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Two lawyers who participated in an infamous scheme of copyright trolling have been indicted on federal fraud, perjury and money laundering charges.

John Steele of Florida and Paul Hansmeier of Minnesota are accused of orchestrating “an elaborate scheme to fraudulently obtain millions of dollars in copyright lawsuit settlements by deceiving state and federal courts throughout the country,” according to an indictment made public Friday.

The lawyers are alleged to have filmed pornographic movies and enticed people to download them illegally, then used phony copyright infringement allegations to “extort” millions of dollars in settlements.

The filing of “false and abusive copyright claims that threaten individuals and encourage fraudulent settlements is wrong and will not be tolerated,” Assistant Attorney General Leslie Caldwell said in a press release announcing the indictment.

U.S. District Judge Otis Wright of Los Angeles, who referred to the group as a “porno-trolling collective,” ripped the lawyers in a 2013 sanctions order while referring the case to federal authorities. The U.S. Court of Appeals for the Ninth Circuit affirmed that order in June, citing “cases around the country” in which Steele, Hansmeier and a third attorney, the now-deceased Paul Duffy, “were found contradicting themselves, evading questioning, and possibly committing identity theft and fraud on the courts.”

An attorney who represented Steele and Hansmeier in the Ninth Circuit litigation did not immediately respond to a voice message Friday afternoon.

The indictment, dated Wednesday but announced publicly Friday after Steele’s and Hansmeier’s reported arrests, alleges that the two set up a series of sham entities with names such as AF Holdings and Ingenuity 13 to hold copyrights to pornographic movies. Steele and Hansmeier allegedly filmed some of the movies themselves. The movies were then uploaded to file-sharing websites such as BitTorrent.

Working through legal entities such as the disbanded Prenda Law Inc., the attorneys filed “bogus” copyright infringement lawsuits in order to get discovery from ISPs about who had downloaded the movies. They then threatened those owners with outsized financial penalties and public shaming, “when, in fact and as defendants knew, they had uploaded to the BitTorrent website the very movie that they now threatened to sue the subscriber for downloading,” the indictment states.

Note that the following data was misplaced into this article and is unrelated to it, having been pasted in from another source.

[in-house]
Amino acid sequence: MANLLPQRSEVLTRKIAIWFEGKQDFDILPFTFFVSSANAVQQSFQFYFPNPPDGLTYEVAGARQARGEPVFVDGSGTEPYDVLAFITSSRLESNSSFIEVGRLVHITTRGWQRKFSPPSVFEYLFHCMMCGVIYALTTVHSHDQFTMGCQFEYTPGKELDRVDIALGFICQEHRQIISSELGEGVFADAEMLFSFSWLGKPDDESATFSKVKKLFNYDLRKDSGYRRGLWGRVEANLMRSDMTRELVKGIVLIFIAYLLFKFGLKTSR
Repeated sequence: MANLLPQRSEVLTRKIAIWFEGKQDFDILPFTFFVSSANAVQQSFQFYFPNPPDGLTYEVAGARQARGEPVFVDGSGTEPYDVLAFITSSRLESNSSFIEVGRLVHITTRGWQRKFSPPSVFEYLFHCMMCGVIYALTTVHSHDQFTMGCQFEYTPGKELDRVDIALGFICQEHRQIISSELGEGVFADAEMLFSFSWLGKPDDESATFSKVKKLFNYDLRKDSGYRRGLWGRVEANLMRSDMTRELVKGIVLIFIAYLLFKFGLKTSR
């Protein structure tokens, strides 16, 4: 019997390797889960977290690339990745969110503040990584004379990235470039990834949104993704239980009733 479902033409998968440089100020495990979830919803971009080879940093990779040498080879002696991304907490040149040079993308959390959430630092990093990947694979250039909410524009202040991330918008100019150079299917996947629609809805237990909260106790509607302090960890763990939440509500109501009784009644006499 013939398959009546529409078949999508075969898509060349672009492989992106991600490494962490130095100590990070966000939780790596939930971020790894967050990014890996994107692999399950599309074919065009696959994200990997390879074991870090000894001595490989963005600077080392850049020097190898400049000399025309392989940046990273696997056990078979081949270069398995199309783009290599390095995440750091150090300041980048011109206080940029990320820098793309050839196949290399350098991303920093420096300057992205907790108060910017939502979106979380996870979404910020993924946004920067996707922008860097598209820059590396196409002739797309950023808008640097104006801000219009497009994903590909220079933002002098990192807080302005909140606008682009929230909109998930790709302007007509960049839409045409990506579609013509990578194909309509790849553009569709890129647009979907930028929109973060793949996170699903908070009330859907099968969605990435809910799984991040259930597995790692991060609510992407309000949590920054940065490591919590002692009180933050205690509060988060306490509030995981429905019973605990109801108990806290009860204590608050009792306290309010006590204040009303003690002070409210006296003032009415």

It further alleges that Hansemeier and Steele directed a paralegal of their law firm to pose as the owner of AF Holdings, having him sign declarations and attend a deposition. Steele testified at a federal court hearing in Minnesota that the paralegal, who isn’t named in the indictment, controlled AF Holdings and Prenda Law. “During this hearing, Hansmeier (acting as an attorney for AF Holdings), asked questions of Steele and thereby suborned the perjury set forth above,” the indictment states.

When courts started getting wise to their operation, Steele and Hansmeier alleged that the sham entities they’d created had been hacked, even though some of them had no computers. A few litigation targets settled copyright allegations in exchange for agreeing to be sued for hacking, according to the indictment. Steele and Hansmeier allegedly used the hacking allegations to gain more discovery about other potential targets before dismissing claims against the “ruse” defendants.

The indictment charges conspiracy to commit mail and wire fraud, conspiracy to commit money laundering, and conspiracy to commit and suborn perjury.

The FBI and IRS are investigating the case under the DOJ’s Computer Crime and Intellectual Property Section and Minnesota U.S. Attorney Andrew Luger’s office.

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